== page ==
### 13Recursive Data

In Telling Apart Variants of Conditional Data, we used cases to distinguish between different forms of conditional data. We had used cases earlier, specifically to distinguish between empty and non-empty lists in Processing Lists. This suggests that lists are also a form of conditional data, just one that is built into Pyret. Indeed, this is the case.

To understand lists as conditional data, let’s create a data definition for a new type NumList which contains a list of numbers (this differs from built-in lists, which work with any type of element). To avoid conflicts with Pyret’s built-in empty value and link operator, we’ll have NumList use nl-empty as its empty value and nl-link as the operator that builds new lists. Here’s a partial definition:

data NumList:
| nl-empty
| nl-link( _________ )
end

Do Now!

Fill in the blank in the nl-link condition with the corresponding field(s) and corresponding types. The blank could contain anywhere from 0 through multiple fields.

From working with lists earlier, hopefully you remembered that list constructors take two inputs: the first element of the list and a list to build on (the rest of the list). That suggests that we need two fields here:

data NumList:
| nl-empty
| nl-link(first :: _________, rest :: _________ )
end

Do Now!

Fill in the types for first and rest if you haven’t already.

Since we’re making a list of numbers, the first field should contain type Number. What about the rest field? It needs to be a list of numbers, so its type should be NumList.

data NumList:
| nl-empty
| nl-link(first :: Number, rest :: NumList)
end

Notice something interesting (and new) here: the type of the rest field is the same type (NumList) as the conditional data that we are defining. We can, quite literally, draw the arrows that show the self-referential part of the definition:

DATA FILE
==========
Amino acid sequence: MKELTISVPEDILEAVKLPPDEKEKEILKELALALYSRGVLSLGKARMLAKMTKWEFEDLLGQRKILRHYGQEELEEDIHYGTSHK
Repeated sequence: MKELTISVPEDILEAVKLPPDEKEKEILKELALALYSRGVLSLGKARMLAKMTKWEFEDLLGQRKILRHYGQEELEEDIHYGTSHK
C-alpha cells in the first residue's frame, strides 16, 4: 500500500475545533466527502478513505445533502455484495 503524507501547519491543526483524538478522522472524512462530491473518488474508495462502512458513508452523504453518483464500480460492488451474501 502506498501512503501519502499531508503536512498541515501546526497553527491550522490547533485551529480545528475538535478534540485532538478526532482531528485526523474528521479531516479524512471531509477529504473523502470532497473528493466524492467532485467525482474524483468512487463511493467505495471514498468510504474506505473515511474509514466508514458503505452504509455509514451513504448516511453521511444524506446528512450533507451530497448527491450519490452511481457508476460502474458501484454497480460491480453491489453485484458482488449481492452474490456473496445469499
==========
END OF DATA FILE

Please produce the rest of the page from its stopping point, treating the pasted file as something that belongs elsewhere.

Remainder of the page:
Does that actually work? Yes. Think about how we might build up a list with the numbers 2, 7, and 3 (in that order). We start with nl-empty, which is a valid NumList. We then use nl-link to add the numbers onto that list, as follows:

nl-empty
nl-link(3, nl-empty)
nl-link(7, nl-link(3, nl-empty))
nl-link(2, nl-link(7, nl-link(3, nl-empty)))

In each case, the rest argument is itself a valid NumList. While defining data in terms of itself might seem problematic, it works fine because in order to build actual data, we had to start with the nl-empty condition, which does not refer to NumList.

Data definitions that build on fields of the same type are called recursive data. Recursive data definitions are powerful because they permit us to create data that are unbounded or arbitrarily-sized. Given a NumList, there is an easy way to make a new, larger one: just use nl-link. So, we need to consider larger lists:

nl-link(1,
nl-link(2,
nl-link(3,
nl-link(4,
nl-link(5,
nl-link(6,
nl-link(7,
nl-link(8,
nl-empty))))

#### 13.1Functions to Process Recursive Data

Let’s try to write a function contains-3, which returns true if the NumList contains the value 3, and false otherwise.

First, our header:

fun contains-3(nl :: NumList) -> Boolean:
doc: "Produces true if the list contains 3, false otherwise"
end

Next, some tests:

fun contains-3(nl :: NumList) -> Boolean:
doc: "Produces true if the list contains 3, false otherwise"
where:
contains-3(nl-empty) is false
contains-3(nl-link(3, nl-empty)) is true
contains-3(nl-link(1, nl-link(3, nl-empty))) is true
contains-3(nl-link(1, nl-link(2, nl-link(3, nl-link(4, nl-empty))))) is true
contains-3(nl-link(1, nl-link(2, nl-link(5, nl-link(4, nl-empty))))) is false
end

As we did in Processing Fields of Variants, we will use cases to distinguish the variants. In addition, since we are going to have to use the fields of nl-link to compute a result in that case, we will list those in the initial code outline:

fun contains-3(nl :: NumList) -> Boolean:
doc: "Produces true if the list contains 3, false otherwise"
cases (NumList) nl:
| nl-empty => ...
| nl-link(first, rest) =>
... first ...
... rest ...
end
end

Following our examples, the answer must be false in the nl-empty case. In the nl-link case, if the first element is 3, we’ve successfully answered the question. That only leaves the case where the argument is an nl-link and the first element does not equal 3:

fun contains-3(nl :: NumList) -> Boolean:
cases (NumList) nl:
| nl-empty => false
| nl-link(first, rest) =>